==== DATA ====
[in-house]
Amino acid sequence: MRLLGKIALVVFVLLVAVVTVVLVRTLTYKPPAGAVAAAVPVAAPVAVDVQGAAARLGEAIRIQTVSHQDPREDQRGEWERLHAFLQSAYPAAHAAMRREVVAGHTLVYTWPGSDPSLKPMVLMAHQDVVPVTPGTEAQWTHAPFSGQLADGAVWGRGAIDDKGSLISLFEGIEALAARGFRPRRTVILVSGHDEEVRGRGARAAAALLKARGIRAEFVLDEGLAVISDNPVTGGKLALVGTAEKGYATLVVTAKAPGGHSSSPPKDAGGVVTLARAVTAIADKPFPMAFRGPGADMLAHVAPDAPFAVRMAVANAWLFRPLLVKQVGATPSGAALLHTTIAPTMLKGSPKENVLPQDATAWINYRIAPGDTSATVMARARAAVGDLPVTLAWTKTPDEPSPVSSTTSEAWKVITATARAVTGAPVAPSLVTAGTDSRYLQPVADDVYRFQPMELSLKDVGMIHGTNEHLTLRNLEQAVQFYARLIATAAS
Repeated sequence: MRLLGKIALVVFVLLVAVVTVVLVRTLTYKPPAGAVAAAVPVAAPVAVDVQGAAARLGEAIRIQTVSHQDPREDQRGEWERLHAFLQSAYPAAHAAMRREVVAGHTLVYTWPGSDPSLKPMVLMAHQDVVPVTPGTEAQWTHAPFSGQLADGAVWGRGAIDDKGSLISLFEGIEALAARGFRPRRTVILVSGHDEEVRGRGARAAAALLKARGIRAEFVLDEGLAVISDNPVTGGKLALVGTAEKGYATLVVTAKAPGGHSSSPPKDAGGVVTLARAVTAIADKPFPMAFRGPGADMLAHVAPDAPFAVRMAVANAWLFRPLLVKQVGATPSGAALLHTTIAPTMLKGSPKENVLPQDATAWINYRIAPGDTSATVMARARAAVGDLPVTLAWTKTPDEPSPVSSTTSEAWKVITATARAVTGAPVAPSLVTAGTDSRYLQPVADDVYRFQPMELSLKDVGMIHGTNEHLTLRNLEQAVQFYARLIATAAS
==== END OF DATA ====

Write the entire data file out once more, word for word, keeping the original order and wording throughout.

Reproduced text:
[in-house]
Amino acid sequence: MRLLGKIALVVFVLLVAVVTVVLVRTLTYKPPAGAVAAAVPVAAPVAVDVQGAAARLGEAIRIQTVSHQDPREDQRGEWERLHAFLQSAYPAAHAAMRREVVAGHTLVYTWPGSDPSLKPMVLMAHQDVVPVTPGTEAQWTHAPFSGQLADGAVWGRGAIDDKGSLISLFEGIEALAARGFRPRRTVILVSGHDEEVRGRGARAAAALLKARGIRAEFVLDEGLAVISDNPVTGGKLALVGTAEKGYATLVVTAKAPGGHSSSPPKDAGGVVTLARAVTAIADKPFPMAFRGPGADMLAHVAPDAPFAVRMAVANAWLFRPLLVKQVGATPSGAALLHTTIAPTMLKGSPKENVLPQDATAWINYRIAPGDTSATVMARARAAVGDLPVTLAWTKTPDEPSPVSSTTSEAWKVITATARAVTGAPVAPSLVTAGTDSRYLQPVADDVYRFQPMELSLKDVGMIHGTNEHLTLRNLEQAVQFYARLIATAAS
Repeated sequence: MRLLGKIALVVFVLLVAVVTVVLVRTLTYKPPAGAVAAAVPVAAPVAVDVQGAAARLGEAIRIQTVSHQDPREDQRGEWERLHAFLQSAYPAAHAAMRREVVAGHTLVYTWPGSDPSLKPMVLMAHQDVVPVTPGTEAQWTHAPFSGQLADGAVWGRGAIDDKGSLISLFEGIEALAARGFRPRRTVILVSGHDEEVRGRGARAAAALLKARGIRAEFVLDEGLAVISDNPVTGGKLALVGTAEKGYATLVVTAKAPGGHSSSPPKDAGGVVTLARAVTAIADKPFPMAFRGPGADMLAHVAPDAPFAVRMAVANAWLFRPLLVKQVGATPSGAALLHTTIAPTMLKGSPKENVLPQDATAWINYRIAPGDTSATVMARARAAVGDLPVTLAWTKTPDEPSPVSSTTSEAWKVITATARAVTGAPVAPSLVTAGTDSRYLQPVADDVYRFQPMELSLKDVGMIHGTNEHLTLRNLEQAVQFYARLIATAAS